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Subject: Microwave fumigation

Microwave fumigation

From: Niccolo Caldararo <caldararo<-a>
Date: Sunday, February 27, 2005
Sebastian Georgiew <sebastian [at] students__lincoln__ac__uk>

>I am currently researching the possibility to use microwave heat as
>a way to eradicate insects in wooden objects.

It would be interesting to hear from archivists on this point as I
have heard from a number of them over the years since the
publication of articles like the Jerome Brezner and Philip Luner one
in Library Journal (Sept, 15, 1989) that the use of microwaves has
been very successful in reducing infestation of collections. Anyone
know of a study which supports this idea?

The problems posed by the use of microwaves is clearly reflected in
some reports of the affects of too much power and the association of
book boards of wood and some pressed boards and synthetic adhesives
and coatings on binding cloth.  I've also been told that some
devices placed in books for electronic checkout technology can fry
microwave machines.

On the issue of wood and microwaves, I would say this is a very
questionable application unless you  have a fairly heavy duty
machine.  Some machines stop functioning if smoke is detected others
are completely inactivated by nearly any flame-up.  One has to keep
in mind that the idea of killing bugs has to be balanced with the
potential damage to the object.  Almost any microwave device will
heat wood significantly.  The moisture content of the wood will be a
factor both in the potential damage and the effective treatment for
bugs.  Bugs have moisture, polar rotation producing heat will be the
effective agency, but the wood will respond to the activity of the
moisture and the heat generated.  One must clean the interior of a
microwave frequently as flammable substances will collect on the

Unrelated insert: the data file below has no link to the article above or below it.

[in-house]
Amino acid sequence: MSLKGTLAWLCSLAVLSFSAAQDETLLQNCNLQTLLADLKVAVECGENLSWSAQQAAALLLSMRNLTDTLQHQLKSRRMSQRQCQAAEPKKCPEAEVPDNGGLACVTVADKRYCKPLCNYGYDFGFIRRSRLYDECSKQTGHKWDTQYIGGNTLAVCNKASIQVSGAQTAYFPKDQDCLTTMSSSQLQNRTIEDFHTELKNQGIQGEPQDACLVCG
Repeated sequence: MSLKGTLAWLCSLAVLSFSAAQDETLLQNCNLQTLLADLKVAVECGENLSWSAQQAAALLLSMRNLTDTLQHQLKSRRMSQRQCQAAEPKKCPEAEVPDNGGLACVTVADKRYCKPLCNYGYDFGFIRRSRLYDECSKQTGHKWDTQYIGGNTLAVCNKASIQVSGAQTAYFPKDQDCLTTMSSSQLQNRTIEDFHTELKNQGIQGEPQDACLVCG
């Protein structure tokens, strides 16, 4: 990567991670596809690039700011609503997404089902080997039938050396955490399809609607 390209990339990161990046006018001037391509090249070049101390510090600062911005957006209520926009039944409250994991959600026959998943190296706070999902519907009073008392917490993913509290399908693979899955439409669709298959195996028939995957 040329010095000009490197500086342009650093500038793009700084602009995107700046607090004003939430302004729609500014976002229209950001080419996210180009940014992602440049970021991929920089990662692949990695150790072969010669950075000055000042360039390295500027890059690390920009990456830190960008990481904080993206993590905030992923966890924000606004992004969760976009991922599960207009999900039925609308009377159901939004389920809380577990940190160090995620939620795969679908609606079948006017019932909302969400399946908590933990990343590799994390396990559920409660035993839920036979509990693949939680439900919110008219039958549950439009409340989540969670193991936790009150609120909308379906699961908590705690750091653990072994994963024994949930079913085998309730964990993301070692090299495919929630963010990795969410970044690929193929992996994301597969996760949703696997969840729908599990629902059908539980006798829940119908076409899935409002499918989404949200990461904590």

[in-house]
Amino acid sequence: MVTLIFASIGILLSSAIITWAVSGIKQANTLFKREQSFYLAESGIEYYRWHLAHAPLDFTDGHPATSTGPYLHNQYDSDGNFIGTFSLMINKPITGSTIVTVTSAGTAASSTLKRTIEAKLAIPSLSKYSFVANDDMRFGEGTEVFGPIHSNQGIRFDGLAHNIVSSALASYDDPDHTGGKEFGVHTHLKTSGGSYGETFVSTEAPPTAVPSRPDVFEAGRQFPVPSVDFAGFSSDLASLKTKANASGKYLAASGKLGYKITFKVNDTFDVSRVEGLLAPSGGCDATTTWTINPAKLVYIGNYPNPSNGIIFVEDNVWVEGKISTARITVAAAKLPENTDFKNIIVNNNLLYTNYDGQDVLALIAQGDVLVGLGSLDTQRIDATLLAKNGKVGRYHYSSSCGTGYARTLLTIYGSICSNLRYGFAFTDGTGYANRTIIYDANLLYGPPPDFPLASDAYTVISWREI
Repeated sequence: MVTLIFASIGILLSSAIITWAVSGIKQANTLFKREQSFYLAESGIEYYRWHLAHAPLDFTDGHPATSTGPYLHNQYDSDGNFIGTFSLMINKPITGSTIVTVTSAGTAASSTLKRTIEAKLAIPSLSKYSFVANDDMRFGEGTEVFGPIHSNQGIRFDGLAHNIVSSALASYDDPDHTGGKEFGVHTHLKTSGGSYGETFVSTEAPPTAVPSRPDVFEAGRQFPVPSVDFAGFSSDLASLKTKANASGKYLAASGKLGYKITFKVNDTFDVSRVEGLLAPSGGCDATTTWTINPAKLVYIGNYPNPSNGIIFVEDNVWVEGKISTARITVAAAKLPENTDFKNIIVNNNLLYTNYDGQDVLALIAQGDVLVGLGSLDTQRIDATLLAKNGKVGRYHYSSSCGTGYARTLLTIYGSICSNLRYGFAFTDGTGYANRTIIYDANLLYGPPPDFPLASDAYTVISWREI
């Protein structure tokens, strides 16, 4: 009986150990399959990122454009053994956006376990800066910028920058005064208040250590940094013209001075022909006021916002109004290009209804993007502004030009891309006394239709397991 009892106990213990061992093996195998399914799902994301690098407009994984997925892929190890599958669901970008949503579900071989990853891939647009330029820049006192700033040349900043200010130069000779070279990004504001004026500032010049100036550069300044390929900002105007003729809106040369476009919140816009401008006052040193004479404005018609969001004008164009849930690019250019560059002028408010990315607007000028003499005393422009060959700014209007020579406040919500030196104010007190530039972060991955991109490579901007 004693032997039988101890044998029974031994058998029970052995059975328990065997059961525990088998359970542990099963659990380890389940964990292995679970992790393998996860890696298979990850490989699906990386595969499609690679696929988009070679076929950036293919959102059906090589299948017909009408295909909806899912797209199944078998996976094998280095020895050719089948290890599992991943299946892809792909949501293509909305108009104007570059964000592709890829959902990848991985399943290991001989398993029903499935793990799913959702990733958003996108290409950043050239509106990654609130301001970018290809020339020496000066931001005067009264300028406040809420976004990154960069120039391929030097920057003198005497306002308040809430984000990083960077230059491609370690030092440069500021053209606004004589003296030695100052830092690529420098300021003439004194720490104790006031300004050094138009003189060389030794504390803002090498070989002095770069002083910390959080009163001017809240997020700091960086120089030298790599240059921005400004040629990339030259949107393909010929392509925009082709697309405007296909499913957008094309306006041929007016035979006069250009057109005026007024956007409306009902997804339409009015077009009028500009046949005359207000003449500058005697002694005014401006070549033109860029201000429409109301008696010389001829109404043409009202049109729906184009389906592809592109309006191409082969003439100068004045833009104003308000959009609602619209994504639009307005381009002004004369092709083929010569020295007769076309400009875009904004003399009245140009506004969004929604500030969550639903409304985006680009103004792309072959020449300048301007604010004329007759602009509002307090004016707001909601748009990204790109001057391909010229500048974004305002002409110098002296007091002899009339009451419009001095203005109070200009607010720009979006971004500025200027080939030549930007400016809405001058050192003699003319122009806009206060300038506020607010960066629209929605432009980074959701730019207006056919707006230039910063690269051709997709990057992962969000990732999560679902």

walls and baffles.  If these build up a flame-up could result.  Also
one must be sure there are no wax or resin fills or metal inserts in
the wood as these will produce conditions for a flame-up and fire. I
know this from experience too, since I destroyed two machines in the
past, once trying to understand the affects of heat on Masonite and
once studying the affects of microwaves on wheat starch paste. In
other words, I am saying that one needs significant experience to
use a microwave for this purpose, one must know the object
intimately and one must have the kind of equipment necessary for the
job and maintain it properly. It should also be a last resort.  The
same can be said for freezing although we now have a few good
studies of the effects of freezing objects.  None of the methods for
killing insects are perfect, once radiation was championed until it
was realized that it made some objects radioactive due to certain
components.  Keep in mind too that all microwave machines leak
microwaves, even new ones.  Get a microwave detector and test since
you cannot put something in a microwave and simply walk away like
you are heating a meal.  It must be watched and you must be ready to
stop the machine.

Niccolo Caldararo
Director and Chief Conservator
Conservation Art Service

                  Conservation DistList Instance 18:41
                  Distributed: Tuesday, March 8, 2005
                       Message Id: cdl-18-41-003
Received on Sunday, 27 February, 2005

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